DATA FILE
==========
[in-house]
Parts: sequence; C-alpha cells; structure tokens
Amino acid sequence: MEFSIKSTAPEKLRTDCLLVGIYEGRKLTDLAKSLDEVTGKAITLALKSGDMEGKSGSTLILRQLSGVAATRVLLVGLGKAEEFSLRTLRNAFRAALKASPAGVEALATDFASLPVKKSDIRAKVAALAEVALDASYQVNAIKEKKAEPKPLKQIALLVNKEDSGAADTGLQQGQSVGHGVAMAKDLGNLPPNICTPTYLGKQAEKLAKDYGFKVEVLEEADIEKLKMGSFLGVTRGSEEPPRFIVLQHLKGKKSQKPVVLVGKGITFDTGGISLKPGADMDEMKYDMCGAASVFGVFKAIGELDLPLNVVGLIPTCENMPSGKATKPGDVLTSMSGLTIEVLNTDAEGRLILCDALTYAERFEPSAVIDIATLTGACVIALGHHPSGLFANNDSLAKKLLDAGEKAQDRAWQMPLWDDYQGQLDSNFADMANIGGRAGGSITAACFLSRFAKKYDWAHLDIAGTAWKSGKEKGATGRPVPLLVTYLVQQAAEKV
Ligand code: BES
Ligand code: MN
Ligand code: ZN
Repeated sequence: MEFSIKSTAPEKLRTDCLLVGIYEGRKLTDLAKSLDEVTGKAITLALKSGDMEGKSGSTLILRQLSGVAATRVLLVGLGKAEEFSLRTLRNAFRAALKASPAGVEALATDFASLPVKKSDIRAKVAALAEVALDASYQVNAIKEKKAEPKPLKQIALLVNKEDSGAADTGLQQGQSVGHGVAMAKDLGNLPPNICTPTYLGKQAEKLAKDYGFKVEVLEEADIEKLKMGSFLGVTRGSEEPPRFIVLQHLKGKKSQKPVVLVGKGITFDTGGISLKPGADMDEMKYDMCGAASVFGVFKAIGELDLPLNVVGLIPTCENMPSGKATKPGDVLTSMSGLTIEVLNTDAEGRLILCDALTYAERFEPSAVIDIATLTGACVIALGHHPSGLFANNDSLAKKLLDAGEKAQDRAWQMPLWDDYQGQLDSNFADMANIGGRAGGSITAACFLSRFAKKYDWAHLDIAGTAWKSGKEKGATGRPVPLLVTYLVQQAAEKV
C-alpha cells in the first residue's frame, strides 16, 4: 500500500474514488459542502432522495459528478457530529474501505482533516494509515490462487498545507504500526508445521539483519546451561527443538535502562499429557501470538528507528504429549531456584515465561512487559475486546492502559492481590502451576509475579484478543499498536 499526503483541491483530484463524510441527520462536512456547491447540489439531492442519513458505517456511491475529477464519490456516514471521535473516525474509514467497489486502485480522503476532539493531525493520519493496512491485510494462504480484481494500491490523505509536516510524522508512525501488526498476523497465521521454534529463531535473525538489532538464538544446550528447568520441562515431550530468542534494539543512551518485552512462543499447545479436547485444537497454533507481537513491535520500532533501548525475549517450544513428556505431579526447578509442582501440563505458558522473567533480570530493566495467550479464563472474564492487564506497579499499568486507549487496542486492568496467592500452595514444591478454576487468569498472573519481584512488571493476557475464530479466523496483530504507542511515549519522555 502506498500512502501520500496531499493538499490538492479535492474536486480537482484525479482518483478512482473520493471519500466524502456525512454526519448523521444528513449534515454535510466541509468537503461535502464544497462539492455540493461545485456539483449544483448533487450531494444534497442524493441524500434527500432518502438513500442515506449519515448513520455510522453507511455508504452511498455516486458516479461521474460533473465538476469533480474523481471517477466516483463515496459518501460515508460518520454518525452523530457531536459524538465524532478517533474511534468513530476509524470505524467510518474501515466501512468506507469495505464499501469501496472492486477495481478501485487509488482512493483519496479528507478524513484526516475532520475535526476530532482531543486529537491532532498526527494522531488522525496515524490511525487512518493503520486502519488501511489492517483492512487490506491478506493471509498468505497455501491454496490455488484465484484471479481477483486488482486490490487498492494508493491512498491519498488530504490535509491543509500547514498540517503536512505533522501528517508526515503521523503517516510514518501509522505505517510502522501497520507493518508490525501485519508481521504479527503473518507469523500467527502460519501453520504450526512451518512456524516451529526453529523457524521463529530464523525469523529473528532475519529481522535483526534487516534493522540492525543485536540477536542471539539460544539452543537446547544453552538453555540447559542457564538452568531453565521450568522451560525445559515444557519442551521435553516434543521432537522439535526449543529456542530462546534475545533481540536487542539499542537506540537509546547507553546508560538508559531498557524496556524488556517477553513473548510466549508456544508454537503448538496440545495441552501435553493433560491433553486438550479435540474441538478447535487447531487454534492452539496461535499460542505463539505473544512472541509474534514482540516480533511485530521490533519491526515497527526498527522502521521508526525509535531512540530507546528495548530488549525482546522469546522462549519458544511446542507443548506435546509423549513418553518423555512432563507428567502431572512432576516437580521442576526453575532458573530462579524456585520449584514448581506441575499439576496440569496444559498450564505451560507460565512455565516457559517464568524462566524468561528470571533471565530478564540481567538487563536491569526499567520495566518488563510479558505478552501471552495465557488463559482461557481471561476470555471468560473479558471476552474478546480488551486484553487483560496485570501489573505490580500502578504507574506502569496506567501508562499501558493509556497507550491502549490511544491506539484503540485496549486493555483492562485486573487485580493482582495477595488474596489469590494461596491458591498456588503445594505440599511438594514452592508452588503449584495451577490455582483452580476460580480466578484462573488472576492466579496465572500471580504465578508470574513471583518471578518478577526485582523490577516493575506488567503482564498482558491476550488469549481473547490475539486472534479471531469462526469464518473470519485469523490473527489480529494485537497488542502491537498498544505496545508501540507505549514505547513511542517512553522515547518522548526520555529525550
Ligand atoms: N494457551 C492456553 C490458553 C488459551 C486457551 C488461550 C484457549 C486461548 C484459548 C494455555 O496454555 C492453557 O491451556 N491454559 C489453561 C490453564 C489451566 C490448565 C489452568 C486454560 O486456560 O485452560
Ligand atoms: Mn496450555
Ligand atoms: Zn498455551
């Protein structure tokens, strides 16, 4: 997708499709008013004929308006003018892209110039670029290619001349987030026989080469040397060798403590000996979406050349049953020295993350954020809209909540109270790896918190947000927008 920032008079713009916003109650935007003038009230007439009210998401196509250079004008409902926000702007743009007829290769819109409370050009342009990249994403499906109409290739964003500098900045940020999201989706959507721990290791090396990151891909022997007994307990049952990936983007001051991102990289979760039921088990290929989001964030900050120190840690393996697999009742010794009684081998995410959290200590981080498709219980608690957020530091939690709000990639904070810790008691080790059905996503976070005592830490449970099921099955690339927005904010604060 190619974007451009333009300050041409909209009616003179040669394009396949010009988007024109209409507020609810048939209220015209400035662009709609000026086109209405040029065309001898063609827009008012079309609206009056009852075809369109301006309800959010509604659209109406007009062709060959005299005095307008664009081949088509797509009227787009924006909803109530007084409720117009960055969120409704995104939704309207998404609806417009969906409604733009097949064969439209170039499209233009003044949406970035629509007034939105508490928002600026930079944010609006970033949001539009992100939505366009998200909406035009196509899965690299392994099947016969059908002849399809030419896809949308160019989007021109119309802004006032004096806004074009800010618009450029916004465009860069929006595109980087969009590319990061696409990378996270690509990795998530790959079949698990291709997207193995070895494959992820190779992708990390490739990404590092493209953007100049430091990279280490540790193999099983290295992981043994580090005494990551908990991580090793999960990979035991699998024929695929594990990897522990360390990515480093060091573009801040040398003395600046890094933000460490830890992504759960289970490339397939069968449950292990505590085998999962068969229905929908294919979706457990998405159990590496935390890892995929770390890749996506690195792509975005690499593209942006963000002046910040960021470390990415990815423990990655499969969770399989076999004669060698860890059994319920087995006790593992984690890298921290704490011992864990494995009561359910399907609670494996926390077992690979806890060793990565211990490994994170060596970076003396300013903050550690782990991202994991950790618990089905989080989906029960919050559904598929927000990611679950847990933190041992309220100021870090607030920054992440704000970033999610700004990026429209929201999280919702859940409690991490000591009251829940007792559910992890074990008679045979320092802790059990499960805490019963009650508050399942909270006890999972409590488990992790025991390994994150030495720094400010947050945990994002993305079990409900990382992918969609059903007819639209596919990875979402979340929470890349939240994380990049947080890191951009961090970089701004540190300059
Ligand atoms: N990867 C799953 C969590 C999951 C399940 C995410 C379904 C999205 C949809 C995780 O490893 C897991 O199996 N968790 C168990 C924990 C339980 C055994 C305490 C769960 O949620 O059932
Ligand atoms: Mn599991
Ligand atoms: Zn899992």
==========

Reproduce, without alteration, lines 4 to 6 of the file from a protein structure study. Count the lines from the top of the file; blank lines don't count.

Ligand code: BES
Ligand code: MN
Ligand code: ZN